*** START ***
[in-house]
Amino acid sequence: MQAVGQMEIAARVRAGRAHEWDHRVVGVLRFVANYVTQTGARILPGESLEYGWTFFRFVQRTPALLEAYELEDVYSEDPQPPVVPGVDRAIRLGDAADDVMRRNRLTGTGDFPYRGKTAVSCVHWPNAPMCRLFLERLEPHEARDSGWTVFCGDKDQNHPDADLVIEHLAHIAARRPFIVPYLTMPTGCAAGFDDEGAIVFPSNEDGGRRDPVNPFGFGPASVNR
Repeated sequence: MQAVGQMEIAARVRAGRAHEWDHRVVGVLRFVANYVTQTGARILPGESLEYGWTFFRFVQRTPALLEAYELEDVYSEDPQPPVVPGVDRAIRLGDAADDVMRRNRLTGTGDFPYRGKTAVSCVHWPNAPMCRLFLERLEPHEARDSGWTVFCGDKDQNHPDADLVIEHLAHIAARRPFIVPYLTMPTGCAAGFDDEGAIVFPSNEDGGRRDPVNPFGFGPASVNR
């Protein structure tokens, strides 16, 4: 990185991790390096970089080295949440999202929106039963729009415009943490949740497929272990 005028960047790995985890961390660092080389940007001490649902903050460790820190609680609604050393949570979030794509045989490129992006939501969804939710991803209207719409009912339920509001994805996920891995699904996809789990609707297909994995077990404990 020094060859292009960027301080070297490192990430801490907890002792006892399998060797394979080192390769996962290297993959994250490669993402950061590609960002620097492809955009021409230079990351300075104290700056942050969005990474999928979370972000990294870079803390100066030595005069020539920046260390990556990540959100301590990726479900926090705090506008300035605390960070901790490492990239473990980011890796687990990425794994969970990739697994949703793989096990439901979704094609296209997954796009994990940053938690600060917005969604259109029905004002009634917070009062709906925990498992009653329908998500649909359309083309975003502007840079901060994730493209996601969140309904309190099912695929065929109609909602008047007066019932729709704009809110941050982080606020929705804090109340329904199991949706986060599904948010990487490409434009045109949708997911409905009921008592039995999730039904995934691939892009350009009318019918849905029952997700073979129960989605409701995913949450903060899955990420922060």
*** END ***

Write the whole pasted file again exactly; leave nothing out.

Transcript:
[in-house]
Amino acid sequence: MQAVGQMEIAARVRAGRAHEWDHRVVGVLRFVANYVTQTGARILPGESLEYGWTFFRFVQRTPALLEAYELEDVYSEDPQPPVVPGVDRAIRLGDAADDVMRRNRLTGTGDFPYRGKTAVSCVHWPNAPMCRLFLERLEPHEARDSGWTVFCGDKDQNHPDADLVIEHLAHIAARRPFIVPYLTMPTGCAAGFDDEGAIVFPSNEDGGRRDPVNPFGFGPASVNR
Repeated sequence: MQAVGQMEIAARVRAGRAHEWDHRVVGVLRFVANYVTQTGARILPGESLEYGWTFFRFVQRTPALLEAYELEDVYSEDPQPPVVPGVDRAIRLGDAADDVMRRNRLTGTGDFPYRGKTAVSCVHWPNAPMCRLFLERLEPHEARDSGWTVFCGDKDQNHPDADLVIEHLAHIAARRPFIVPYLTMPTGCAAGFDDEGAIVFPSNEDGGRRDPVNPFGFGPASVNR
């Protein structure tokens, strides 16, 4: 990185991790390096970089080295949440999202929106039963729009415009943490949740497929272990 005028960047790995985890961390660092080389940007001490649902903050460790820190609680609604050393949570979030794509045989490129992006939501969804939710991803209207719409009912339920509001994805996920891995699904996809789990609707297909994995077990404990 020094060859292009960027301080070297490192990430801490907890002792006892399998060797394979080192390769996962290297993959994250490669993402950061590609960002620097492809955009021409230079990351300075104290700056942050969005990474999928979370972000990294870079803390100066030595005069020539920046260390990556990540959100301590990726479900926090705090506008300035605390960070901790490492990239473990980011890796687990990425794994969970990739697994949703793989096990439901979704094609296209997954796009994990940053938690600060917005969604259109029905004002009634917070009062709906925990498992009653329908998500649909359309083309975003502007840079901060994730493209996601969140309904309190099912695929065929109609909602008047007066019932729709704009809110941050982080606020929705804090109340329904199991949706986060599904948010990487490409434009045109949708997911409905009921008592039995999730039904995934691939892009350009009318019918849905029952997700073979129960989605409701995913949450903060899955990420922060």